If the draw speed (i.e. the reaction) is within the realm of the possible, how about the perception part of the equation? The victim’s perception-reaction time was a key aspect in this event. The time required to respond to a given stimulus varies greatly across different tasks and even within the same task under different conditions. It can range from less than 0.15 seconds to many seconds. The type of stimulus, stimulus complexity, and the observer’s circumstances highly influence stimulus response time.

If we place it in the context of Boyd’s Observe, Orient, Decide, Act model, the victim in this robbery would have had to go from Observe to Act almost immediately. Shooters routinely do this in classes and competition. For example: “At the start signal, draw and shoot Targets 1-3 with two hits each.” The difference between the range and the real world is that on the range we typically know what our course of action must be in advance and we are prepared at that moment to execute the course of action the instant we perceive the expected stimulus. Even when faced with a blind stage, we still know that we are going through a scenario that will likely require us to shoot at some point and therefore we are mentally aware and prepared for that eventuality.

Mental awareness or mindset is a critical component to surviving any defensive encounter involving deadly force. However, mindset alone is insufficient. It must be coupled with awareness, proper training, and a willingness to act.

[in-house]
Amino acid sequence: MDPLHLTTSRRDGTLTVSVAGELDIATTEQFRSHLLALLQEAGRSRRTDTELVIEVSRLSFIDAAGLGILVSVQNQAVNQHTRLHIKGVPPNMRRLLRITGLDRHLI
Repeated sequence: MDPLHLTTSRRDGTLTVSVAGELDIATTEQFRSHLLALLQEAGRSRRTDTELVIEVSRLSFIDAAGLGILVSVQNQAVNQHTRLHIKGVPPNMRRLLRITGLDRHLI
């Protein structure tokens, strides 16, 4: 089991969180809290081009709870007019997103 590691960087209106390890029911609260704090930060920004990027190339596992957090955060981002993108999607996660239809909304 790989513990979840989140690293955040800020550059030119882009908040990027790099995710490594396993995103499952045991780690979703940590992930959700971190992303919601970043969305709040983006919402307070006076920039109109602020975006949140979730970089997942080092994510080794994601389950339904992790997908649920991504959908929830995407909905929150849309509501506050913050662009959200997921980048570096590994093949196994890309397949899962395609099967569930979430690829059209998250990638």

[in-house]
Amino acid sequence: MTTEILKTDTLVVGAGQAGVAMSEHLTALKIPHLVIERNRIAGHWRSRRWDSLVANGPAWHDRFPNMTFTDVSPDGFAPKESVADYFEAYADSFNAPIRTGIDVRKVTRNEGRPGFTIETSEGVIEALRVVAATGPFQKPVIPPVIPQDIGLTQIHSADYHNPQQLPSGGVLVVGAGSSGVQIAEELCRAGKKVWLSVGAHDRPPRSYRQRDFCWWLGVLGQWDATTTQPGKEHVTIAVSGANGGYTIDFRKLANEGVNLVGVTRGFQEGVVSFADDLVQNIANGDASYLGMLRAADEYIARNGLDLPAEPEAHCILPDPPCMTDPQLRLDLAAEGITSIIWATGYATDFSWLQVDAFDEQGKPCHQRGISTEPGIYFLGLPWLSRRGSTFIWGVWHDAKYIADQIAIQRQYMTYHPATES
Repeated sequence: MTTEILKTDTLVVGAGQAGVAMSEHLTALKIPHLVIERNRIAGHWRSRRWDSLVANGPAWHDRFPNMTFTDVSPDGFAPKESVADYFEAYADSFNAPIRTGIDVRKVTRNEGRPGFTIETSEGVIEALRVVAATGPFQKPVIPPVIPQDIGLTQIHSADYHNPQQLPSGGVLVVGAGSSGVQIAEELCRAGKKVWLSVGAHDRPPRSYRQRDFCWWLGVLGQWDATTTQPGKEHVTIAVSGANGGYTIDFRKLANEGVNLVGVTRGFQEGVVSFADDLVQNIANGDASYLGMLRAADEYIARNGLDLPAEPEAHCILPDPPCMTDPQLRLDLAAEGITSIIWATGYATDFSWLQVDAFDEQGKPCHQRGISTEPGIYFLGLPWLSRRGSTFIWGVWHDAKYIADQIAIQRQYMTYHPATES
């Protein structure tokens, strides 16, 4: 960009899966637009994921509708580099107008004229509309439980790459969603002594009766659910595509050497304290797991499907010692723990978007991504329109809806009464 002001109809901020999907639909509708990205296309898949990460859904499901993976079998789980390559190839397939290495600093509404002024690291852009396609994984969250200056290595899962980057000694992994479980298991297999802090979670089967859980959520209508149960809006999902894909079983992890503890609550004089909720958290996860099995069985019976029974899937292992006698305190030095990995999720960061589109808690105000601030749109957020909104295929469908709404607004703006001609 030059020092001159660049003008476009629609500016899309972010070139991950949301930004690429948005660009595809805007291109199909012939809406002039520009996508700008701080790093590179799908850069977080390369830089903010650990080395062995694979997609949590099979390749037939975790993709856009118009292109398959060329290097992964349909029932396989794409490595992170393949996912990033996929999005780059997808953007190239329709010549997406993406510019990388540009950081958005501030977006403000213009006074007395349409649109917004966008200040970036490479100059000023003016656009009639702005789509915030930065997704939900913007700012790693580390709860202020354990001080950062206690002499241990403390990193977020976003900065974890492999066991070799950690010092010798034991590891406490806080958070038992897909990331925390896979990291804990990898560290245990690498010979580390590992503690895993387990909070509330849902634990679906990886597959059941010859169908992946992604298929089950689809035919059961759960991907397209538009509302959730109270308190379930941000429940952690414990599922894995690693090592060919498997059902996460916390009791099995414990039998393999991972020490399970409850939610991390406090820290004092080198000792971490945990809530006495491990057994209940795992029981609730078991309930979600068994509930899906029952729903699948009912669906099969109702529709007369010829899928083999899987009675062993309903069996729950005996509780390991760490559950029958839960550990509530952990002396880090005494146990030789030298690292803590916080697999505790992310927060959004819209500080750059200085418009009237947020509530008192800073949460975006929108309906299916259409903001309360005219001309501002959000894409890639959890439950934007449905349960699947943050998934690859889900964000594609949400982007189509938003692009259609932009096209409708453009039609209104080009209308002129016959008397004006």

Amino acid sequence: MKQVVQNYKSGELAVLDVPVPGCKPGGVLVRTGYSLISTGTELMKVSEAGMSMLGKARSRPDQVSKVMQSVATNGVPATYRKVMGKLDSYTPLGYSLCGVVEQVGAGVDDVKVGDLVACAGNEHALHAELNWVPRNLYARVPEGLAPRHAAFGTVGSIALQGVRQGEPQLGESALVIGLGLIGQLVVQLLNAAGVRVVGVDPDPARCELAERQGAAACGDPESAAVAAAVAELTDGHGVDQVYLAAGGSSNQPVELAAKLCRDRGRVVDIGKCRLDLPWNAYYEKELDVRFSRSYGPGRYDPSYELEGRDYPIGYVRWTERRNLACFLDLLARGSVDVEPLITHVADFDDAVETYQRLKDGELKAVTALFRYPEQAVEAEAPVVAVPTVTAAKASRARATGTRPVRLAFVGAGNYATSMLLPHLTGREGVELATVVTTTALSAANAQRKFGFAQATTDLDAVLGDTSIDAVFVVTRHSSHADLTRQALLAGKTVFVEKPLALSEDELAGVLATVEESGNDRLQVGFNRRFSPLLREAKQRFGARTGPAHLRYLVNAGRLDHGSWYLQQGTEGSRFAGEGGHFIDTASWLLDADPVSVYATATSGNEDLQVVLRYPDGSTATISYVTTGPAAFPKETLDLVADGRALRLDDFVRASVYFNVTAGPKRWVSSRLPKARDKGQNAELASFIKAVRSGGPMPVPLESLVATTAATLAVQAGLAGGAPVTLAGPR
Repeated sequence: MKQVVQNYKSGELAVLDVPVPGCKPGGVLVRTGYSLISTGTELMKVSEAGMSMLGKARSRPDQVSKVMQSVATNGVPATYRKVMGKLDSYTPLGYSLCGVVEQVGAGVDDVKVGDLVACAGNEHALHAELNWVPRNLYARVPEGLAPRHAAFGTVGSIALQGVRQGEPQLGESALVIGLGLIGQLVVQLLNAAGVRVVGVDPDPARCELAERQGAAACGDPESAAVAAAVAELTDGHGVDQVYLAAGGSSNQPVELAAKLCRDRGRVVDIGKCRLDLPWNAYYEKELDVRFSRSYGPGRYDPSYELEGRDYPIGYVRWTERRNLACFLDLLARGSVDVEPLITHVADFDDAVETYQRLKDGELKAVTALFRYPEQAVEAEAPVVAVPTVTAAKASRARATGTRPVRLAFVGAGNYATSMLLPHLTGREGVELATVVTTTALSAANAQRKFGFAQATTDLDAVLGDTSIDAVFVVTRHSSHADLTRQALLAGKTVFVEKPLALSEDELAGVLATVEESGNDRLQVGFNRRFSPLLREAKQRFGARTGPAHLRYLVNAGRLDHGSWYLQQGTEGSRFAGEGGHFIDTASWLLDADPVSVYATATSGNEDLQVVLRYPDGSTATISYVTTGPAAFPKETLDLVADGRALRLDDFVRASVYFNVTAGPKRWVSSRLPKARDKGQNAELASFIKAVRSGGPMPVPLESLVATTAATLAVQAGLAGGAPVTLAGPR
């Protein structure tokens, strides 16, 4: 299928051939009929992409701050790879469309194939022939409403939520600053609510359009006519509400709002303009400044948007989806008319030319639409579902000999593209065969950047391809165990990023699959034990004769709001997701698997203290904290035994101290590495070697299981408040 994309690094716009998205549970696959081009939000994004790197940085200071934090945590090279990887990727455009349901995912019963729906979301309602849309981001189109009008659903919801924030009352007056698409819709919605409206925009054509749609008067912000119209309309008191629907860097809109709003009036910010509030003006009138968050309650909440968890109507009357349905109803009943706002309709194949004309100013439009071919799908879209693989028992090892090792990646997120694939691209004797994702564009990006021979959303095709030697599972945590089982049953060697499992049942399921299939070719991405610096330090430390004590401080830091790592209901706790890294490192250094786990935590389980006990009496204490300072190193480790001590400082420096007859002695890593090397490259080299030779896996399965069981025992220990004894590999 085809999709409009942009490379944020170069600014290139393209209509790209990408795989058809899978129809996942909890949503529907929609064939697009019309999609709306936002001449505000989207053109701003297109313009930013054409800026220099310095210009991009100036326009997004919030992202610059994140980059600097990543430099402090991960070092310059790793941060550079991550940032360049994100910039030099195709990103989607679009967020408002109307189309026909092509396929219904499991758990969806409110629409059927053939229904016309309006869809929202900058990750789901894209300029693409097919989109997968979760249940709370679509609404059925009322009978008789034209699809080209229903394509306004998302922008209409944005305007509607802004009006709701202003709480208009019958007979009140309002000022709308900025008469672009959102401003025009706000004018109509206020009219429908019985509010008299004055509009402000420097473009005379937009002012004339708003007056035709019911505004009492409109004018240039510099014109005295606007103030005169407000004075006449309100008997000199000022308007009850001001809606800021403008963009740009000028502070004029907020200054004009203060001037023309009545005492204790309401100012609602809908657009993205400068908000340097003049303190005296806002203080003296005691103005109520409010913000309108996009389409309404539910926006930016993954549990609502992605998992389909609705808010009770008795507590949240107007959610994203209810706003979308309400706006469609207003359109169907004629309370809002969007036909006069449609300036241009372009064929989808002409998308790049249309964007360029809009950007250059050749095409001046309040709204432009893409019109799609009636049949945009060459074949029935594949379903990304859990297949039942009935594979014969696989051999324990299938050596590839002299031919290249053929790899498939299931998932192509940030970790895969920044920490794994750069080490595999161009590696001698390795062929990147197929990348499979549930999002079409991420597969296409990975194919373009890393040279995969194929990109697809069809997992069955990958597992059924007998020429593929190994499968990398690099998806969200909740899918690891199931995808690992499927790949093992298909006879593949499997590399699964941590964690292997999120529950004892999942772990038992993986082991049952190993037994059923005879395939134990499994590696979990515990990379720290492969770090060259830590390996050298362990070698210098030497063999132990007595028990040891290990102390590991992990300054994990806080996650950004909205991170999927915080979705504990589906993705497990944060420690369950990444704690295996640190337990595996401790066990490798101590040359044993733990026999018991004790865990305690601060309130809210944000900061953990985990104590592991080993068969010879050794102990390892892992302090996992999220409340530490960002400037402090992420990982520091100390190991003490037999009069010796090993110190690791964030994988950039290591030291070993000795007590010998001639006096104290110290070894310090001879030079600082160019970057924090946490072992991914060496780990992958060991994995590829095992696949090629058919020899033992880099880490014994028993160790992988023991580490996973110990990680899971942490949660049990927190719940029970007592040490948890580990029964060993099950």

The practical aspect comes into play as well. Even had the victim been armed (I am assuming he was not), from the victim’s perspective the odds of successfully drawing a pistol were likely very poor. Do you place your hand on a concealed pistol every time a car pulls up in front of you? Probably not given that the odds of the car containing a robbery team are generally extremely low (however, they are not zero as we see here). In this instance, the victim’s response in surrendering his valuables was probably the best option given the totality of the circumstances as he saw them.

Most Sensible Self Defense Short Range Match stages are designed based on real life events that are video recorded. The concept behind the match is to prepare shooters for the variety of use of force scenarios they might encounter in daily life to the degree that you can do so in a match. Crime often happens very quickly so many SSD stages (like the name suggests) are at a relatively short range and very fast.

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* Note: This did seem pretty fast and I double checked my data; I am confident in its accuracy. I also compared it to fast draw records; the current record is 0.208 seconds. Our average is faster; however, fast draw competitors must react, draw, fire, and hit a target. The lock time (the time it takes the hammer to fall) of the single action pistol also comes into play since the competitor must cock the hammer and then pull the trigger in the process. The reaction times of the best fast draw shooters is in the 0.150 second range which means that the current record holder drew, cocked, aimed (from the hip), and fired in less than 0.06 seconds. That is much faster than we were. I also came across a video of Randy Harris of Harris Combative Strategies drawing from concealment and pulling the trigger in 0.46 seconds: click here for the video

Note again, there is a very real risk of shooting yourself if you try this experiment. Steve and I are IDPA Masters and have excellent trigger control. Even so, I do not think I will repeat this experiment. I state flatly, DO NOT try this, regardless of your level of training. If you do, you are solely responsible for the consequences of your actions.